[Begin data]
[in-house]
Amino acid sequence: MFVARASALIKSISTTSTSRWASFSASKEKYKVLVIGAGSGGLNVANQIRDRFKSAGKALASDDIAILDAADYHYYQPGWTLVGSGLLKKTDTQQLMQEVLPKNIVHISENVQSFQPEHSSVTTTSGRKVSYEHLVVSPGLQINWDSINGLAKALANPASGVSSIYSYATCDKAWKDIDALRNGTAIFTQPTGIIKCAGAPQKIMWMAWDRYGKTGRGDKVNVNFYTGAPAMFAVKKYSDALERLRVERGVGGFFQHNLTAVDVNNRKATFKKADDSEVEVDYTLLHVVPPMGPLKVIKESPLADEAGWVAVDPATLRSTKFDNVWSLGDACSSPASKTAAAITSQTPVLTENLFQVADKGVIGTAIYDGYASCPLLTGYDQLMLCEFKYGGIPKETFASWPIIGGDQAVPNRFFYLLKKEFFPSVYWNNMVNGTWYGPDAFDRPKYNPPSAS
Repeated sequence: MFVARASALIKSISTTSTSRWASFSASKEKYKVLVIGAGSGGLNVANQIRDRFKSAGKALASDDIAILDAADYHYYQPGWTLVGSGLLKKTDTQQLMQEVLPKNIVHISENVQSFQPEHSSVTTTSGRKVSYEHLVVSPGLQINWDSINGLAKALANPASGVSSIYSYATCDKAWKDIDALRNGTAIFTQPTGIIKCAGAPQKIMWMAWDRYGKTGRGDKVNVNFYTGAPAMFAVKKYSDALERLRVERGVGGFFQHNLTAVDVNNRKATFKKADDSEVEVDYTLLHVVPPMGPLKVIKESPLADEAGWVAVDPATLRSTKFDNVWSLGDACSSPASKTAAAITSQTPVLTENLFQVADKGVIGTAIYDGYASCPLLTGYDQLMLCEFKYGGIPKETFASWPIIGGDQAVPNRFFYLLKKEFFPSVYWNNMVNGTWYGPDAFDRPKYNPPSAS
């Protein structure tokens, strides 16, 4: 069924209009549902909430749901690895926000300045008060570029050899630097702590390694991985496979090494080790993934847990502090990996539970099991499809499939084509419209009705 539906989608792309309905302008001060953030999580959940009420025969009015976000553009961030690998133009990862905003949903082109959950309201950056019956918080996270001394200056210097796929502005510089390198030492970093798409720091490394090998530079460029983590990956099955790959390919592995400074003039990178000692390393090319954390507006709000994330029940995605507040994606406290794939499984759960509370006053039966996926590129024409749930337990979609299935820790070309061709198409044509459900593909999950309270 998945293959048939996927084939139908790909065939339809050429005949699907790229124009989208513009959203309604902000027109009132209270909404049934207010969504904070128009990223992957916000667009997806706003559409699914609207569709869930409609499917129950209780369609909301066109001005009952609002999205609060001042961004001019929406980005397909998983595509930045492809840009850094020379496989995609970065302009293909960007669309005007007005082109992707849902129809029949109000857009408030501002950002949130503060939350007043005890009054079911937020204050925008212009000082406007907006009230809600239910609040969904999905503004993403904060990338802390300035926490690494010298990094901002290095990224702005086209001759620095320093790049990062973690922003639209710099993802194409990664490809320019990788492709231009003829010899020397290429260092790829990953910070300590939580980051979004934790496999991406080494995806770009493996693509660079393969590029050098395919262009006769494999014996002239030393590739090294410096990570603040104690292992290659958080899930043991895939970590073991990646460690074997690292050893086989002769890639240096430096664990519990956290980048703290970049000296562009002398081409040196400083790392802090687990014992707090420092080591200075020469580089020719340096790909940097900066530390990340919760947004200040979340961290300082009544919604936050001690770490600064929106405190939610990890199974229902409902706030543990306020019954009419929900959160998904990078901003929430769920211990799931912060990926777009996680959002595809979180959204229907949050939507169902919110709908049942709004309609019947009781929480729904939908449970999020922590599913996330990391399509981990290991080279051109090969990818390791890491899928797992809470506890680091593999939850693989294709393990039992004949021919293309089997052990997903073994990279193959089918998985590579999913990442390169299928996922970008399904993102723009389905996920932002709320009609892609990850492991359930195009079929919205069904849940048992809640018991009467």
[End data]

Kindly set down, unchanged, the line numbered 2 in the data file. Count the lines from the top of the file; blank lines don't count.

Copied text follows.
Amino acid sequence: MFVARASALIKSISTTSTSRWASFSASKEKYKVLVIGAGSGGLNVANQIRDRFKSAGKALASDDIAILDAADYHYYQPGWTLVGSGLLKKTDTQQLMQEVLPKNIVHISENVQSFQPEHSSVTTTSGRKVSYEHLVVSPGLQINWDSINGLAKALANPASGVSSIYSYATCDKAWKDIDALRNGTAIFTQPTGIIKCAGAPQKIMWMAWDRYGKTGRGDKVNVNFYTGAPAMFAVKKYSDALERLRVERGVGGFFQHNLTAVDVNNRKATFKKADDSEVEVDYTLLHVVPPMGPLKVIKESPLADEAGWVAVDPATLRSTKFDNVWSLGDACSSPASKTAAAITSQTPVLTENLFQVADKGVIGTAIYDGYASCPLLTGYDQLMLCEFKYGGIPKETFASWPIIGGDQAVPNRFFYLLKKEFFPSVYWNNMVNGTWYGPDAFDRPKYNPPSAS